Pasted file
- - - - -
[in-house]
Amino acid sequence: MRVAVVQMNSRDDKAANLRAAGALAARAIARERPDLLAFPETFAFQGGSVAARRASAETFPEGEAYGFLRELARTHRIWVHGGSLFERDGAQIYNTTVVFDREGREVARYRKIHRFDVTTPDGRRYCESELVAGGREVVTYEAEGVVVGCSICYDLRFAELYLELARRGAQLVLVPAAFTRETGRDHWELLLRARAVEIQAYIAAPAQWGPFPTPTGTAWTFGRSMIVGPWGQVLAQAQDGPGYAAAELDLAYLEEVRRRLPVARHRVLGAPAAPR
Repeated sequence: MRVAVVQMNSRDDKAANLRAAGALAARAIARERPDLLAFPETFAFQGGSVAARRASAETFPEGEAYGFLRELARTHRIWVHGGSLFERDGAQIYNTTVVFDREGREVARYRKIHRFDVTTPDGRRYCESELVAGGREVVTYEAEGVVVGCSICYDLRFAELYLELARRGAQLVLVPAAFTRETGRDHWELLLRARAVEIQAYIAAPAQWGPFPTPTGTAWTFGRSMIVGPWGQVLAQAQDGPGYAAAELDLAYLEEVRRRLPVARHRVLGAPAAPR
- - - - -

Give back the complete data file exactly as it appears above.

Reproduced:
[in-house]
Amino acid sequence: MRVAVVQMNSRDDKAANLRAAGALAARAIARERPDLLAFPETFAFQGGSVAARRASAETFPEGEAYGFLRELARTHRIWVHGGSLFERDGAQIYNTTVVFDREGREVARYRKIHRFDVTTPDGRRYCESELVAGGREVVTYEAEGVVVGCSICYDLRFAELYLELARRGAQLVLVPAAFTRETGRDHWELLLRARAVEIQAYIAAPAQWGPFPTPTGTAWTFGRSMIVGPWGQVLAQAQDGPGYAAAELDLAYLEEVRRRLPVARHRVLGAPAAPR
Repeated sequence: MRVAVVQMNSRDDKAANLRAAGALAARAIARERPDLLAFPETFAFQGGSVAARRASAETFPEGEAYGFLRELARTHRIWVHGGSLFERDGAQIYNTTVVFDREGREVARYRKIHRFDVTTPDGRRYCESELVAGGREVVTYEAEGVVVGCSICYDLRFAELYLELARRGAQLVLVPAAFTRETGRDHWELLLRARAVEIQAYIAAPAQWGPFPTPTGTAWTFGRSMIVGPWGQVLAQAQDGPGYAAAELDLAYLEEVRRRLPVARHRVLGAPAAPR